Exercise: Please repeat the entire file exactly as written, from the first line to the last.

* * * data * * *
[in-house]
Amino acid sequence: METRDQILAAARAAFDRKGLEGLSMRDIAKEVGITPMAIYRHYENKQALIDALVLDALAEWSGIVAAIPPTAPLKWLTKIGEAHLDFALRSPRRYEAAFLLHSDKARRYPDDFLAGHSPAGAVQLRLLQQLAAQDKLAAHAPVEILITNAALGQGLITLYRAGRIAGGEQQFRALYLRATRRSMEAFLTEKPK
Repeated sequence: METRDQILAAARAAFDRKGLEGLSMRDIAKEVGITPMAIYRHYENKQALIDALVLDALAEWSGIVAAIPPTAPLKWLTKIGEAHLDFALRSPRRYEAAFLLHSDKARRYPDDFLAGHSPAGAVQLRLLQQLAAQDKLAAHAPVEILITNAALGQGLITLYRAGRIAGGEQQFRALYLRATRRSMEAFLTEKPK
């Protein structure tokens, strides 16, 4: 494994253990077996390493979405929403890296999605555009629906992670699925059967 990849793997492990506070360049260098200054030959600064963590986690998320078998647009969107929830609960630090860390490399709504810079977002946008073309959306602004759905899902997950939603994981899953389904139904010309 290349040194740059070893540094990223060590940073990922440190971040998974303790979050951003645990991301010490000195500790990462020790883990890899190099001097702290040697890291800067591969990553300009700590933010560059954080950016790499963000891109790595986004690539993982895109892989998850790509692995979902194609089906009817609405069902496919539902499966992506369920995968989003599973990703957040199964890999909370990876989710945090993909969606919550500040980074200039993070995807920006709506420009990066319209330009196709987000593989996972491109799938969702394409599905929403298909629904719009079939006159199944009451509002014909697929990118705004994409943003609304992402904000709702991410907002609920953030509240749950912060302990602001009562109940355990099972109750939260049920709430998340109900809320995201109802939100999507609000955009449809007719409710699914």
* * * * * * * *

[in-house]
Amino acid sequence: METRDQILAAARAAFDRKGLEGLSMRDIAKEVGITPMAIYRHYENKQALIDALVLDALAEWSGIVAAIPPTAPLKWLTKIGEAHLDFALRSPRRYEAAFLLHSDKARRYPDDFLAGHSPAGAVQLRLLQQLAAQDKLAAHAPVEILITNAALGQGLITLYRAGRIAGGEQQFRALYLRATRRSMEAFLTEKPK
Repeated sequence: METRDQILAAARAAFDRKGLEGLSMRDIAKEVGITPMAIYRHYENKQALIDALVLDALAEWSGIVAAIPPTAPLKWLTKIGEAHLDFALRSPRRYEAAFLLHSDKARRYPDDFLAGHSPAGAVQLRLLQQLAAQDKLAAHAPVEILITNAALGQGLITLYRAGRIAGGEQQFRALYLRATRRSMEAFLTEKPK
């Protein structure tokens, strides 16, 4: 494994253990077996390493979405929403890296999605555009629906992670699925059967 990849793997492990506070360049260098200054030959600064963590986690998320078998647009969107929830609960630090860390490399709504810079977002946008073309959306602004759905899902997950939603994981899953389904139904010309 290349040194740059070893540094990223060590940073990922440190971040998974303790979050951003645990991301010490000195500790990462020790883990890899190099001097702290040697890291800067591969990553300009700590933010560059954080950016790499963000891109790595986004690539993982895109892989998850790509692995979902194609089906009817609405069902496919539902499966992506369920995968989003599973990703957040199964890999909370990876989710945090993909969606919550500040980074200039993070995807920006709506420009990066319209330009196709987000593989996972491109799938969702394409599905929403298909629904719009079939006159199944009451509002014909697929990118705004994409943003609304992402904000709702991410907002609920953030509240749950912060302990602001009562109940355990099972109750939260049920709430998340109900809320995201109802939100999507609000955009449809007719409710699914």